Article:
The Q&A Archives: Peach Leaf Curl

Question: The leaves on my peach tree are getting pink, raised blistery-looking patches on them. Do you know what it is, and how can we fix it?

Answer: It sounds like your peaches are suffering from a fungal disease called peach leaf curl. It can affect leaves, flowers, tender shoots, and even fruit. Those diseased leaves will fall off soon, but unaffected leaves will grow normally. Infection occurs in spring when temperatures are around 68 degrees and surface moisture is present on the leaf buds. Therefore the problem doesn't occur every year with the same severity. Once you see the symptoms on the leaves it is too late to correct it for this season.

Sanitary measures can help control the disease, so it's a good idea to collect and discard fallen, affected leaves, and to prune twigs with the small, seldom-noticed swellings caused by the infection.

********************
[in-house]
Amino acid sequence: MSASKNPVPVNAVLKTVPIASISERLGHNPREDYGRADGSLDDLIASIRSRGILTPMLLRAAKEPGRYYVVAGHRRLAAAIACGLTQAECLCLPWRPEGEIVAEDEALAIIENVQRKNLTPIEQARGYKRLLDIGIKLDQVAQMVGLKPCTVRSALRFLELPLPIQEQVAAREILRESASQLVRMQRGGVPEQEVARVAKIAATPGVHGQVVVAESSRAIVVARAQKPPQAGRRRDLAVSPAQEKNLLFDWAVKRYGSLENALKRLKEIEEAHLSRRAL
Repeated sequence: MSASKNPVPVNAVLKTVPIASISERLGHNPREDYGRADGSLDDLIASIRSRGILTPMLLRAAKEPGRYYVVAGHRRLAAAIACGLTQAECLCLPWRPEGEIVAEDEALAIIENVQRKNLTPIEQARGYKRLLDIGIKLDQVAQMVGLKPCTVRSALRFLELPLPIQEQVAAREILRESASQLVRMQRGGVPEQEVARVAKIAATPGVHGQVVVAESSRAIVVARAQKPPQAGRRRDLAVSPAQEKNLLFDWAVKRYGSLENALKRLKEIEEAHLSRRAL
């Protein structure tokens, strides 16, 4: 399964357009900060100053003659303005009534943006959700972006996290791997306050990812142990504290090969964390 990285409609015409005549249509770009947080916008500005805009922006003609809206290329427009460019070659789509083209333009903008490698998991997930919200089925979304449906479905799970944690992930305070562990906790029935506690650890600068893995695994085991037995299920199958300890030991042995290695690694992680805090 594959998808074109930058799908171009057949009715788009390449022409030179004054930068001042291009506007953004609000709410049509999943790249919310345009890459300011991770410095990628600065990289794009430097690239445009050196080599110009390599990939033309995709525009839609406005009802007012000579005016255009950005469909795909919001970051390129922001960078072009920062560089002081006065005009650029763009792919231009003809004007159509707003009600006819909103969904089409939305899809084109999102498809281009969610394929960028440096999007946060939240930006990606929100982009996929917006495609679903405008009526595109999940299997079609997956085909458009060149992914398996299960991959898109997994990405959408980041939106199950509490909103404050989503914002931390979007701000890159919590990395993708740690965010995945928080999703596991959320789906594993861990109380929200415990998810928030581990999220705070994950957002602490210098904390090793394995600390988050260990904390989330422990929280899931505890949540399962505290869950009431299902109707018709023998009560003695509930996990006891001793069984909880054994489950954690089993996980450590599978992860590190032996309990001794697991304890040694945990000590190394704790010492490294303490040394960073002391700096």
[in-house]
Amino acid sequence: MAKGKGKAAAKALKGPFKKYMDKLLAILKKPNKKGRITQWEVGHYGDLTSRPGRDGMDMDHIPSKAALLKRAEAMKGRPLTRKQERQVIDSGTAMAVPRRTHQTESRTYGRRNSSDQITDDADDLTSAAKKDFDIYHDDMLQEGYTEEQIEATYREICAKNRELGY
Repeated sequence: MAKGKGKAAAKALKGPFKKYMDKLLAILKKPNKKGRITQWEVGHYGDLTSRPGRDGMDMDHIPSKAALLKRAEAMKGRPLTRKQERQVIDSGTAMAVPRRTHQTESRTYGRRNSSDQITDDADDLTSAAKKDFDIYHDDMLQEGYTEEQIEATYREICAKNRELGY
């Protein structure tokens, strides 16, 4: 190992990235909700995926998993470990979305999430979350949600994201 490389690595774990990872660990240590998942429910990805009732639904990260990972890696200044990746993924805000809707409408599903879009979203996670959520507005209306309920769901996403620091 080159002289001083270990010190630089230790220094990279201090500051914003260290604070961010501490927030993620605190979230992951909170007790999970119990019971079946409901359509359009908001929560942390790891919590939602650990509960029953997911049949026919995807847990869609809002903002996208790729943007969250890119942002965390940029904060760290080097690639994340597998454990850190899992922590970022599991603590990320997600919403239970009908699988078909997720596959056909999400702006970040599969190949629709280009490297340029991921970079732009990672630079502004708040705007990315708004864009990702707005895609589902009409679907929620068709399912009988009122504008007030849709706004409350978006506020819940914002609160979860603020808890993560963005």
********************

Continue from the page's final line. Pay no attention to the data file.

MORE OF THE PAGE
A minor infection won't harm the tree, but repeated or prolonged infection can weaken the tree. The lowest toxicity option for effective control is to apply a copper fungicide at the beginning of dormancy in the fall. Copper will cause the peach to defoliate so that is why we wait until the leaves begin to fall to apply it. Note that copper can stain masonry blue, so be careful in applying the spray if your tree is near a sidewalk, rock wall of your home, etc.

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